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The Running Dream

My life is over. Behind the morphine dreams is the nightmare of reality. A reality I can’t face. 

Jessica thinks her life is over when she loses a leg in a car accident. She’s not comforted by the news that she’ll be able to walk with the help of a prosthetic leg. Who cares about walking when you live to run? As she struggles to cope with crutches and a first cyborg-like prosthetic, Jessica feels oddly both in the spotlight and invisible. People who don’t know what to say, act like she’s not there. Which she could handle better if she weren’t now keenly aware that she’d done the same thing herself to a girl with CP named Rosa. A girl who is going to tutor her through all the math she’s missed. A girl who sees right into the heart of her. With the support of family, friends, a coach, and her track teammates, Jessica may actually be able to run again. But that’s not enough for her now. She doesn’t just want to cross finish lines herself—she wants to take Rosa with her.”

The Running Girl is a moving and sweet story. It doesn’t do anything particularly new or innovative, but it does appeal to the feels. It has interesting characters and a typical but effective plot. Jessica lives for running, and the loss of her leg practically destroys her. This is the story of her rebuilding, of her new discoveries. It was a heartwarming story, and I’m so glad I picked it up. The Running Dream is short and easy to get into, but it contains a lot of emotion. I read it very quickly, racing (pun intended) to get to the end of the book and see if Jessica made it. Although it’s pretty obvious if she does, considering what kind of book The Running Dream is. It’s definitely feel-good.

Still, The Running Dream is moving, and if not relatable, at least understandable to me. I’m not a runner, but I know people who are, and how much they love it. There are some pretty grim parts of the book though, such as when Jessica goes to get a “socket fitting” for her new leg. Still, overall given the subject matter, The Running Dream is a light and sweet book. It still hits home though, and it was pretty touching, capturing very well Jessica’s passion for running. The Running Dream is quite a good read, I would say, even if it’s not very original and strays from realism.

The Running Dream is a little short on conveying exactly how alien and what it feels like to be missing one leg; however, the author does a great job of conveying Jessica’s sudden appreciation of two legs, and how she notices everyone’s strong, sleek, beautiful legs. That part was really sad, because you know Jessica will never be like that again. There’s also a lot of reality, because The Running Dream also addresses the insurance problems of Jessica’s family; they don’t have insurance, the guy who caused the accident doesn’t have insurance, and no one else seems willing to pay for it. Plus, the special running fake leg costs around twenty thousand dollars, an amount that Jessica’s friends probably aren’t going to be able to raise, no matter how committed they are. Of course, this is where realism is put aside, and a lot of unlikely things happen.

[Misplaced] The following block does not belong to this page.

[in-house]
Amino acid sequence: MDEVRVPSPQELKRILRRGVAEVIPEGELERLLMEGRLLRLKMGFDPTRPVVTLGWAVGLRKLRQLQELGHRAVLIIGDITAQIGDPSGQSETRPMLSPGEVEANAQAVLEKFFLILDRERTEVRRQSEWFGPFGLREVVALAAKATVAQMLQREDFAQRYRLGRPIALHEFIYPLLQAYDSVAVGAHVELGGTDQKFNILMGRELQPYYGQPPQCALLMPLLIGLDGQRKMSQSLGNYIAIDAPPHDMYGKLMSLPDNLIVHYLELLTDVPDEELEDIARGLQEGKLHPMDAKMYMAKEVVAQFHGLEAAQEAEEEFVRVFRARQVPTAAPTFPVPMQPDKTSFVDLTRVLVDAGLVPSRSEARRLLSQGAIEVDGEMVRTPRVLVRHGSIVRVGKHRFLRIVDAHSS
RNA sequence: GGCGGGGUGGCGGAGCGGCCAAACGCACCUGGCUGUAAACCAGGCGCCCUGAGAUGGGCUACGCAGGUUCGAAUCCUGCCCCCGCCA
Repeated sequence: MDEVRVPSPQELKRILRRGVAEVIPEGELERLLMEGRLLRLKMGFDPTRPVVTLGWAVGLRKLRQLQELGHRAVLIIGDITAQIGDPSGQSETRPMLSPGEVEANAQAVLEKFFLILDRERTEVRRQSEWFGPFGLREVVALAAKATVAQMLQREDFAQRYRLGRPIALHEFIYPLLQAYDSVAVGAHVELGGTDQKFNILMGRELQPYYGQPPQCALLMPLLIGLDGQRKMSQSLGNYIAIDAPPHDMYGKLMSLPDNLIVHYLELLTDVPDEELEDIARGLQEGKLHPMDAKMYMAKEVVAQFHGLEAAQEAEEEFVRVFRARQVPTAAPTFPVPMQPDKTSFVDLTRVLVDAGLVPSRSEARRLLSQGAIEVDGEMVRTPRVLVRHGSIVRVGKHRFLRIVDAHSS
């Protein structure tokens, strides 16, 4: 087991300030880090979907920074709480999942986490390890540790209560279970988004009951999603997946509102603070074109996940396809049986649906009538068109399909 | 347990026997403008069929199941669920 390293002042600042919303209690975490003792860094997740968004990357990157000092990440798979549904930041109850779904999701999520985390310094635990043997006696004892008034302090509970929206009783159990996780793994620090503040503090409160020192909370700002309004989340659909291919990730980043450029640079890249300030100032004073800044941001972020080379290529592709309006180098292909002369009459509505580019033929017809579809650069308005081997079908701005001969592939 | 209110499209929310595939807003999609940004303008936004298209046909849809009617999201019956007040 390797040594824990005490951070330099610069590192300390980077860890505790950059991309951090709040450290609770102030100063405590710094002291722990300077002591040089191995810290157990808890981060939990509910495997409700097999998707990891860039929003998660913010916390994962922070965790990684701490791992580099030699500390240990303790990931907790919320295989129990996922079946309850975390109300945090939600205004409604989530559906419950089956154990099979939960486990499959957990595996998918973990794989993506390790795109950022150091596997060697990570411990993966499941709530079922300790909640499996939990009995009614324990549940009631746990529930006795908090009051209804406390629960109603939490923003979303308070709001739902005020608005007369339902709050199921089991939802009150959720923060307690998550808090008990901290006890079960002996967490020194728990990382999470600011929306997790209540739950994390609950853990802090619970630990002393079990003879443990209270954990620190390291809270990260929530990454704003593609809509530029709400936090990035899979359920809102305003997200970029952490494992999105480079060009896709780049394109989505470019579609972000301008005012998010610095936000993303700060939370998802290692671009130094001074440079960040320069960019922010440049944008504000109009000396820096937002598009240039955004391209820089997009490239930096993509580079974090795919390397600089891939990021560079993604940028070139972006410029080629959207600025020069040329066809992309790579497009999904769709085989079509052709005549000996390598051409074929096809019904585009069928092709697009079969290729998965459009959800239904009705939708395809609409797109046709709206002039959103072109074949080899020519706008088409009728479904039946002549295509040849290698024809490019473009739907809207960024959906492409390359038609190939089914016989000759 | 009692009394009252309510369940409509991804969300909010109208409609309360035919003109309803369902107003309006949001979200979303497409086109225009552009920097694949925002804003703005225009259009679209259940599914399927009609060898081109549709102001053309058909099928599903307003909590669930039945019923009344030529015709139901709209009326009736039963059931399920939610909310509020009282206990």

The Running Dream is one of the books are that are really gripping, but kind of soap opera-ish. It has lots of drama, like My Sister’s Keeper, although The Running Dream was much better. It was hard to put down, and I probably could have read it in one sitting if I had more time. It was published in 2011, and it’s a pity I didn’t hear about it then. As it is, I’m glad to have read it now.

The Running Dream is really fast, just like Jessica was, but there are some moving descriptions, especially of all the effort people on Jessica’s track team go through to try and raise money for her special running leg. At least she’s supported by a group of determined people. Still, they only raise $876.50 in their first event, which is a lot of money, but nowhere near the twenty thousand dollars required. Predictably enough, help comes from unexpected quarters.

To sum up my opinion of The Running Dream: I really enjoyed it, although it wasn’t too original. Still, the writing is accessible and compelling, and I would definitely recommend The Running Dream to runners and non-runners alike. It’s not a heartbreaking book or anything, and everything turns out great in the end, but it’s a fun, light read which given that the book’s about a girl whose lost her leg hardly seems likely. But it is.

332 pages.

Rating: ****

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